OriginalQuestionWhy is the concept of derived demand so imp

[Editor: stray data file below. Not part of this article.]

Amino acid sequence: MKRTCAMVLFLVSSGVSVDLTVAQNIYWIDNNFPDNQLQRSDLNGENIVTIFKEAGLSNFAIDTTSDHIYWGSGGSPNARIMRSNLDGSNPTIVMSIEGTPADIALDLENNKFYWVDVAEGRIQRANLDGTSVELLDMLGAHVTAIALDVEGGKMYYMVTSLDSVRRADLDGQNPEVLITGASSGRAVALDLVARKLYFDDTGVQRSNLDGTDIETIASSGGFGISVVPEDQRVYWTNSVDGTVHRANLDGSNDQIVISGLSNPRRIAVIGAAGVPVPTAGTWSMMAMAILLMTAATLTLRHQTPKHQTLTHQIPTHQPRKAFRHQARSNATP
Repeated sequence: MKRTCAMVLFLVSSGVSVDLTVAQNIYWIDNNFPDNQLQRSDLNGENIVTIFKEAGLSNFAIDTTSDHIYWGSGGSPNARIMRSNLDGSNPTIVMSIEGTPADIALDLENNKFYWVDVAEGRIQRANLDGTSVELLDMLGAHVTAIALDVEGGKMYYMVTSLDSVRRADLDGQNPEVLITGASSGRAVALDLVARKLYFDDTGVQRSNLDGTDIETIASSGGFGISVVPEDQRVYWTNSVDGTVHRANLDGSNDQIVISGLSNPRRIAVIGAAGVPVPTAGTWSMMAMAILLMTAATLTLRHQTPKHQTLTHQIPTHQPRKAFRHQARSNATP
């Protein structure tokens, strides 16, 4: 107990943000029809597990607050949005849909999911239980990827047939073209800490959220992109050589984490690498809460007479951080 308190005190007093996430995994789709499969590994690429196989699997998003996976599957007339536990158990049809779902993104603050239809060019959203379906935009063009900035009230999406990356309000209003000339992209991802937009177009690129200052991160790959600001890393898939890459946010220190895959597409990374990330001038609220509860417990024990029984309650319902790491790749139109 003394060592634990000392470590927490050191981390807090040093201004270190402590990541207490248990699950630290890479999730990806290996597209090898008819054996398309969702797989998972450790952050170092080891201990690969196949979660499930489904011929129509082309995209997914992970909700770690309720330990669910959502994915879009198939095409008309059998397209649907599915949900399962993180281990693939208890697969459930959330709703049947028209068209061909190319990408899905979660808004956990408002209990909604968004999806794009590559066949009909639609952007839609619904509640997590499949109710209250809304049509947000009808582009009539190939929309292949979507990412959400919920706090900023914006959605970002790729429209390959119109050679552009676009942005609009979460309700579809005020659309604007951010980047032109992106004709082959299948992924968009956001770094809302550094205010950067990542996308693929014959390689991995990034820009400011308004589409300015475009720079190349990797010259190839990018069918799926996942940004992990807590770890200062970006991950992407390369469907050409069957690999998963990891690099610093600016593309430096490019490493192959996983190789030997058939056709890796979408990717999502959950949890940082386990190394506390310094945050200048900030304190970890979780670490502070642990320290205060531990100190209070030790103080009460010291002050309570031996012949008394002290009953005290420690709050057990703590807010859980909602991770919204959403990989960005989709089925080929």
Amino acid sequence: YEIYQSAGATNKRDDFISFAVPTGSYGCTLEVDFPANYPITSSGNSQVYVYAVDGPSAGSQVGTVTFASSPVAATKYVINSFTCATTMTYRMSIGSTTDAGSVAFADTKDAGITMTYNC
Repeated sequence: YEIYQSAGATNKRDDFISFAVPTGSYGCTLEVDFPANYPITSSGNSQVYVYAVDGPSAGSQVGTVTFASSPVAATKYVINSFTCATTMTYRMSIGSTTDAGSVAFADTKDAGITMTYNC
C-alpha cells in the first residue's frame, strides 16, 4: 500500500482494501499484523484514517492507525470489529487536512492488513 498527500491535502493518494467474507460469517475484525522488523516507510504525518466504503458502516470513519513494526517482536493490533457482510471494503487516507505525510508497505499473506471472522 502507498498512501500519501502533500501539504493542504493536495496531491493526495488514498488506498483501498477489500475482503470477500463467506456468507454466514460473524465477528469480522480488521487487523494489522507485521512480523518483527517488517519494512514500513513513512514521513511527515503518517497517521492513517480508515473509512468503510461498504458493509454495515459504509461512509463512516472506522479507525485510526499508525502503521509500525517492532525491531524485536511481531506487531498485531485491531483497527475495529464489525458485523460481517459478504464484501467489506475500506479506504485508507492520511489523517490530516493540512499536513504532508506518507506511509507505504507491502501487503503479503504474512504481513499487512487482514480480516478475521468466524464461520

OriginalQuestion:Why is the concept of derived demand so important forcompanies selling products and services to other organizations? What is anexample where an industrial company has benefited from changes in end-consumerdemand?Student#1 Response:Derived demand increasing or decreasing consumerdemand for a specific product. Demand or lack of demand for specific productscan either create or reduce demand for product related to the specific product.For businesses, derived demand creates a right to left flowing chain, whichstarts with consumer demand. Derived demand value chains and the ripple effectunderscore the importance of business to business relationships. The automobile industry is affected by theend-consumer demand. It is the second biggest, a company gets almost fiftypercent of its revenues from automotive companies that deals with steel. Steelis the backbone of the United States; it plays a huge part of the economy andgive people job.References:Lohrey, J. (2015). An Example of Derived Demand |Chron.com. Retrieved from http://smallbusiness.chron.com/example-derived-demand-80611.htmlO’Hara, M. (2014, December 18). Important EndConsumers Of Steel – Market Realist. Retrieved from http://marketrealist.com/2014/12/overview-key-end-consumers-steel/Student#2 Response:The concept of derived demand demonstrates howchanging customer preferences or a changing economy affectsbusiness-to-business markets (Lohrey, 2015). From a business-to-business perspective, derived demand creates aright-to-left-flowing value chain that starts with consumer demand. Everyleftward step in a value chain directly results from consumer demand (Lohrey,2015). Example, a customer order creates a demand for fabric. Getting this fabricstarts with cotton or some other combination of fibers that first must be spunand then woven into cloth. Each step in the chain adds the value necessary tomove raw materials down the chain until raw materials become the finishedproduct (Lohrey, 2015).Derived demand value chains and the ripple effect underscore the importance ofbusiness-to-business relationships. It all starts with creating consumerdemand, especially in cases where demand might not exist. Small businesses inthe same place can collaborate and promote each other’s products or services.Vendors and manufacturers might create demand for their own products bycreating demand for their customer’s products. Joint ventures, strategicpartnerships and vendor partnership agreements are all helpful in using deriveddemand to each business’s best advantage (Lohrey, 2015).ReferenceLohrey, Jackie (2015). An Example of Derived Demand. Retrieved November 5, 2015from http://smallbusiness.chron.com/example-derived-demand-80611.html

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